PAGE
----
For example, “to reduce churn” is important for sales teams but it is not a good quarterly Objective – it is not specific and not actionable.

First, it’s almost impossible to see a big change like this in just one quarter. It’s too big of an endeavor which means it is not saying anything that would help the team focus.

Second, the churn rate is a consequence of many contributing factors. It’s the question of marketing bringing in enough quality leads, it’s about the product being in demand and keeping customers satisfied and it is also about the current economic situation affecting the business.

The sales team plays its own role in reducing churn and they should set goals that would focus on what the team can actually improve and influence from their side. For example, they could work on improving their long-term relationships with the customers. This is something they can impact, a change they can drive and own.   

Objectives should be focused on change and improvement

Objectives focus on problems to solve, areas to improve, or new opportunities to pursue. If an Objective is achieved, it should bring positive business value. E.g. “New marketing plan” is not an Objective because it is not clear why it’s important and what kind of change you want to see.

Why did we need a new plan in the first place and what is it supposed to achieve? Instead, to demonstrate real value, the Objective could be to “Improve our brand awareness”: then more people know about our brand, and it brings value to the business. So do not confuse what you do (Initiatives) with where you want to go (Objective).

💡  Learn more about how to set good Objectives.

Write measurable Key Results

Key Results help us to measure if we are getting closer to achieving the Objective. With Key Results, we define what the success of the Objective looks like. Each Team Objective should have around 2-5 Key Results. The optimal amount is 3. 

Key Results need to be measurable, actionable, and timebound. It’s pretty clear in theory but what does it mean in practice? Let’s cover what those words actually mean.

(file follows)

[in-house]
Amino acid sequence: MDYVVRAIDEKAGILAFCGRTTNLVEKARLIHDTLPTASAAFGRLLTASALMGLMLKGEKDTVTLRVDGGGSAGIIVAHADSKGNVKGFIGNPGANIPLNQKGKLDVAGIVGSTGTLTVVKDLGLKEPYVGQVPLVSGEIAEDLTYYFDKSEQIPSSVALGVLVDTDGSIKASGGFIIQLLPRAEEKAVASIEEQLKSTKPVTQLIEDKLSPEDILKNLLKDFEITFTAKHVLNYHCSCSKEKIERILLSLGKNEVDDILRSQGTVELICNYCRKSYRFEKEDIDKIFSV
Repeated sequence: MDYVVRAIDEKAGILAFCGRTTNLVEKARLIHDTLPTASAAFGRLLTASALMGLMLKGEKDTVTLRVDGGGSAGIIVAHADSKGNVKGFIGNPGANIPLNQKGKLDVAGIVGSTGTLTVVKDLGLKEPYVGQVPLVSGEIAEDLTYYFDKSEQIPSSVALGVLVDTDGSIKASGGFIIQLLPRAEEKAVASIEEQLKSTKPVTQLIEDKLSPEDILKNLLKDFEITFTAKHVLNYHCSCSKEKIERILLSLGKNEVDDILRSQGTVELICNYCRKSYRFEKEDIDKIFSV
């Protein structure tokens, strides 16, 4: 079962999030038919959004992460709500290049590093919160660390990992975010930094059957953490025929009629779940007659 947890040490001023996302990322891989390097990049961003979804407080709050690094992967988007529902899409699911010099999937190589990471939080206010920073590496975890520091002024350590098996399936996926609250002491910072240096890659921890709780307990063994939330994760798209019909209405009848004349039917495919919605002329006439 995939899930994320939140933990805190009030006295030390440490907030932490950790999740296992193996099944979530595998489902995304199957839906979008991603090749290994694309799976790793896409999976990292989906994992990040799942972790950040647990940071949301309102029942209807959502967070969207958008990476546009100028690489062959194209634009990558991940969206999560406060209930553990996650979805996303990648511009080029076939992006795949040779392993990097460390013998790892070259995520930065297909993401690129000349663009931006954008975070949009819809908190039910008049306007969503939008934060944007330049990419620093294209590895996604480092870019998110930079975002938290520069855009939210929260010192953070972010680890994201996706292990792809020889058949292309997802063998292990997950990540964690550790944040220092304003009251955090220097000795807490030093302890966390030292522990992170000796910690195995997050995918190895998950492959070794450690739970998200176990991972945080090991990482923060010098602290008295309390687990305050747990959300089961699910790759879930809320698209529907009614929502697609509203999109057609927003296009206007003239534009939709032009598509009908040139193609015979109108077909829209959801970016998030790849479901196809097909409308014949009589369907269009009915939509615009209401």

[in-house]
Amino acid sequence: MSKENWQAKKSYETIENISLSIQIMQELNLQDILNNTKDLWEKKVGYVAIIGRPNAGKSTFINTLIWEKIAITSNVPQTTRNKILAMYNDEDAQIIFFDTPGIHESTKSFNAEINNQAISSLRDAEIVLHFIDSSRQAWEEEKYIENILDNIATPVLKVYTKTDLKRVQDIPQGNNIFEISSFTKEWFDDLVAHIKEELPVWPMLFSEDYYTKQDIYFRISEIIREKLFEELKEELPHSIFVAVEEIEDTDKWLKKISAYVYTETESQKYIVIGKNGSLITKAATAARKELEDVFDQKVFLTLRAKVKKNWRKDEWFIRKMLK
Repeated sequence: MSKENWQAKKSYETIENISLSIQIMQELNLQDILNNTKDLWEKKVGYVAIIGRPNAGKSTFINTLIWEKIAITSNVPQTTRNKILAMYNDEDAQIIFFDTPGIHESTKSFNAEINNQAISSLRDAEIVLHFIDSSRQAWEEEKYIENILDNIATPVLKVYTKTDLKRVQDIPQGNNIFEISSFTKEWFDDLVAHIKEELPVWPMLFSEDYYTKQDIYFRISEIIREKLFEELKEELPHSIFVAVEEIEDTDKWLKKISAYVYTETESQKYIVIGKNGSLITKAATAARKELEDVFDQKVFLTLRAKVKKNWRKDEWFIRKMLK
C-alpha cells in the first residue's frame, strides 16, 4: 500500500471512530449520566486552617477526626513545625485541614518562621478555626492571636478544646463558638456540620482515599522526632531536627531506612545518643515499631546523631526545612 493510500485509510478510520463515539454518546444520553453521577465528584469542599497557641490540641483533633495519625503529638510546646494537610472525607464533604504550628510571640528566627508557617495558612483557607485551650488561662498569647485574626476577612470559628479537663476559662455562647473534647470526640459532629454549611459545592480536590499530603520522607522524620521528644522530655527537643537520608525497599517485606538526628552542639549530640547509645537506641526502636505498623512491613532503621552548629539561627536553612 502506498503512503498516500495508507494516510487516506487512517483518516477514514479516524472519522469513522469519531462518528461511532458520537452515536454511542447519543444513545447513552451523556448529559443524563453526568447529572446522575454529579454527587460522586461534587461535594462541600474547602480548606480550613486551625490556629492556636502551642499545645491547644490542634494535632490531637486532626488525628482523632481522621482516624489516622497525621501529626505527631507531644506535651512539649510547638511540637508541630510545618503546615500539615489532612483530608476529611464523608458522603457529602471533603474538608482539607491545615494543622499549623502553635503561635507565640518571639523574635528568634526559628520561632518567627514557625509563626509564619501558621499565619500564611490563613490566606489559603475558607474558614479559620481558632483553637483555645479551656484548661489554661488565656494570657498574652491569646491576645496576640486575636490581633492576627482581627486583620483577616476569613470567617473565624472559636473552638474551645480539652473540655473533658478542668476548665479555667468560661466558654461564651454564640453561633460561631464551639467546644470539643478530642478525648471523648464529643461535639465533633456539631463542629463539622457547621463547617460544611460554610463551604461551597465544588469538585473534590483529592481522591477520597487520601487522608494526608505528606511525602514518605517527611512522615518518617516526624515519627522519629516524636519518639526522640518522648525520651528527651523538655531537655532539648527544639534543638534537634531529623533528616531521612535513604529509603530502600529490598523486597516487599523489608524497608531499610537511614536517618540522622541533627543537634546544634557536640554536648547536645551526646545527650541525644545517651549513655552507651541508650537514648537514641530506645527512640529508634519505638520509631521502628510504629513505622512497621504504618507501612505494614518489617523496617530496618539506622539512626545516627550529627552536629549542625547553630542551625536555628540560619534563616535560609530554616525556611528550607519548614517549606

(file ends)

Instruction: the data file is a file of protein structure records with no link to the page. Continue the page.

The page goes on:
Key Results should be measurable 

And they should also be outcome-focused. They are not something you do, Key Results are about the impact and result you want to see after completing a series of projects or tasks.  

Confusing Key Results with plans, projects, or deliverables (outputs) is actually one of the main challenges that organizations face, mainly, because there are so many misleading examples on the internet. Delivered output (I did this) is not a measurable outcome (this increased by x%).

Key performance indicators (KPIs) and business targets don’t make good engaging Key Results either. They are just too big to impact within a quarter and they don’t help to focus.

💡  Learn more about KPIs vs OKRs and Outputs vs real Key Results. 

Key Results have to be actionable 

A common misconception is that “actionable” means that Key Results have to be activities. What actionable actually means is that teams independently should be capable of achieving those Key Results. They should have ideas for initiatives to drive the Key Results forward. 

They should not set Key Results which require too much from other teams. And they should not set Key Results which seem impossible to work on at all. Remember, Key Results are actionable but not actions. 

Key Results have to be time-bound

Many people think that “time-bound” means setting separate due dates for each Key Result. That’s not the point. Separate projects may have due dates but KRs are set for a quarter.

Key Results are neither milestones nor initiatives, they are the positive change that should come out of executing different milestones, plans, etc. When it comes to a KR, time-bound means that Key Results (and Objectives) are bound to the quarterly cycle and should be achievable by the end of it.